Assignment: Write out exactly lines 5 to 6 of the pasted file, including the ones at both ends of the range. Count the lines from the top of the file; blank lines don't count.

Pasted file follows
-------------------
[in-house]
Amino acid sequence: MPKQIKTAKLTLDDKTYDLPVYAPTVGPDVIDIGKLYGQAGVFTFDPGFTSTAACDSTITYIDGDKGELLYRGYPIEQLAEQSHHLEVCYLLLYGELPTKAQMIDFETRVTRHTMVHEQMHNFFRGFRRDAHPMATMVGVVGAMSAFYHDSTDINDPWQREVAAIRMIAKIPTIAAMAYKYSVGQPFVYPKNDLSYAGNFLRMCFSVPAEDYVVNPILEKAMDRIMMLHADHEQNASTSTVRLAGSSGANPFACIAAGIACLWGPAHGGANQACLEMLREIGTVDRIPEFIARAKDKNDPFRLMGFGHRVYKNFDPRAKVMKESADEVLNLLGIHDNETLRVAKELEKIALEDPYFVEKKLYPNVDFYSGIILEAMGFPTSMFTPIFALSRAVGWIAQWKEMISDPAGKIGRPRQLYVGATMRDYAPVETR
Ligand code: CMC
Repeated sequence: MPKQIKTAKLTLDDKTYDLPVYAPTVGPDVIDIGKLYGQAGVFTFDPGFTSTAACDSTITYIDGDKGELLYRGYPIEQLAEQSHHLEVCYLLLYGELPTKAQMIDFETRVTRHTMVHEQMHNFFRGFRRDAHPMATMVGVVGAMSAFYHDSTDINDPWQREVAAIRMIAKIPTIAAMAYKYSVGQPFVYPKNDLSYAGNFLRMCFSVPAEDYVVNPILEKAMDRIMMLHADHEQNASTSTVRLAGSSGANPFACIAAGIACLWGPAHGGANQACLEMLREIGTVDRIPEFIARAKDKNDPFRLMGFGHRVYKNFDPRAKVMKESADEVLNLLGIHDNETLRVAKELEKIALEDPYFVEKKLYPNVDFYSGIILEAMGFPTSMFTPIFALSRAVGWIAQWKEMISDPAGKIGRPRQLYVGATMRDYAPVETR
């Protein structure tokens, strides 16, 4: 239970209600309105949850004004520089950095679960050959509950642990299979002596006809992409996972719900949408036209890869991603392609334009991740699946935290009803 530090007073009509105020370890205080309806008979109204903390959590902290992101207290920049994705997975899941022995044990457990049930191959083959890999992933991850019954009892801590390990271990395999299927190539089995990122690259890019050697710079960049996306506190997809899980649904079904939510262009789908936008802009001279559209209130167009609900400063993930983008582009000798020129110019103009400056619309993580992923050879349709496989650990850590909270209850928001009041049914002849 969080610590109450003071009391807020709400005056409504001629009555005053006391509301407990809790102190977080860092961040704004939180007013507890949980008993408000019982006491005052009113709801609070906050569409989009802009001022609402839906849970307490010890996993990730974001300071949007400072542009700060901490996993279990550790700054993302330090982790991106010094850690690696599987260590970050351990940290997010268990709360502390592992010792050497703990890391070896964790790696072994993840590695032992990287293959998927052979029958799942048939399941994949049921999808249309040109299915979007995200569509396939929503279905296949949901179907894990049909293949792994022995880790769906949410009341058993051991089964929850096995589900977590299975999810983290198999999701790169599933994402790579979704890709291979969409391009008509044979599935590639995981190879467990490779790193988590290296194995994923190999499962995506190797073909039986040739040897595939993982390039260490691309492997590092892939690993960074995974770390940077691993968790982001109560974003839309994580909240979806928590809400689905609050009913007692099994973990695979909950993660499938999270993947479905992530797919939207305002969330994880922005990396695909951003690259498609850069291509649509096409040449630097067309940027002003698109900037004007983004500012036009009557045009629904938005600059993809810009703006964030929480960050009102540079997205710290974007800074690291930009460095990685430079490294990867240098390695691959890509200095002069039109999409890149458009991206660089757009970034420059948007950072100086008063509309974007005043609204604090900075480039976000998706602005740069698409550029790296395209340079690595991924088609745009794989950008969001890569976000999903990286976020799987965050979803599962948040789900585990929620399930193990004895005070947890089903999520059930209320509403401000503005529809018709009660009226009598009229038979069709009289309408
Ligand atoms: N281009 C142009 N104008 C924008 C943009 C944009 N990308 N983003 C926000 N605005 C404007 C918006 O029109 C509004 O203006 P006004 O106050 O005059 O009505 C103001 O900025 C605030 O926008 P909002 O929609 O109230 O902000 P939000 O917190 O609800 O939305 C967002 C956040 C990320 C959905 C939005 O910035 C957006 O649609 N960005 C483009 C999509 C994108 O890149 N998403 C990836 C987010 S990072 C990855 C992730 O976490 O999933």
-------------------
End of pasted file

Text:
């Protein structure tokens, strides 16, 4: 239970209600309105949850004004520089950095679960050959509950642990299979002596006809992409996972719900949408036209890869991603392609334009991740699946935290009803 530090007073009509105020370890205080309806008979109204903390959590902290992101207290920049994705997975899941022995044990457990049930191959083959890999992933991850019954009892801590390990271990395999299927190539089995990122690259890019050697710079960049996306506190997809899980649904079904939510262009789908936008802009001279559209209130167009609900400063993930983008582009000798020129110019103009400056619309993580992923050879349709496989650990850590909270209850928001009041049914002849 969080610590109450003071009391807020709400005056409504001629009555005053006391509301407990809790102190977080860092961040704004939180007013507890949980008993408000019982006491005052009113709801609070906050569409989009802009001022609402839906849970307490010890996993990730974001300071949007400072542009700060901490996993279990550790700054993302330090982790991106010094850690690696599987260590970050351990940290997010268990709360502390592992010792050497703990890391070896964790790696072994993840590695032992990287293959998927052979029958799942048939399941994949049921999808249309040109299915979007995200569509396939929503279905296949949901179907894990049909293949792994022995880790769906949410009341058993051991089964929850096995589900977590299975999810983290198999999701790169599933994402790579979704890709291979969409391009008509044979599935590639995981190879467990490779790193988590290296194995994923190999499962995506190797073909039986040739040897595939993982390039260490691309492997590092892939690993960074995974770390940077691993968790982001109560974003839309994580909240979806928590809400689905609050009913007692099994973990695979909950993660499938999270993947479905992530797919939207305002969330994880922005990396695909951003690259498609850069291509649509096409040449630097067309940027002003698109900037004007983004500012036009009557045009629904938005600059993809810009703006964030929480960050009102540079997205710290974007800074690291930009460095990685430079490294990867240098390695691959890509200095002069039109999409890149458009991206660089757009970034420059948007950072100086008063509309974007005043609204604090900075480039976000998706602005740069698409550029790296395209340079690595991924088609745009794989950008969001890569976000999903990286976020799987965050979803599962948040789900585990929620399930193990004895005070947890089903999520059930209320509403401000503005529809018709009660009226009598009229038979069709009289309408
Ligand atoms: N281009 C142009 N104008 C924008 C943009 C944009 N990308 N983003 C926000 N605005 C404007 C918006 O029109 C509004 O203006 P006004 O106050 O005059 O009505 C103001 O900025 C605030 O926008 P909002 O929609 O109230 O902000 P939000 O917190 O609800 O939305 C967002 C956040 C990320 C959905 C939005 O910035 C957006 O649609 N960005 C483009 C999509 C994108 O890149 N998403 C990836 C987010 S990072 C990855 C992730 O976490 O999933």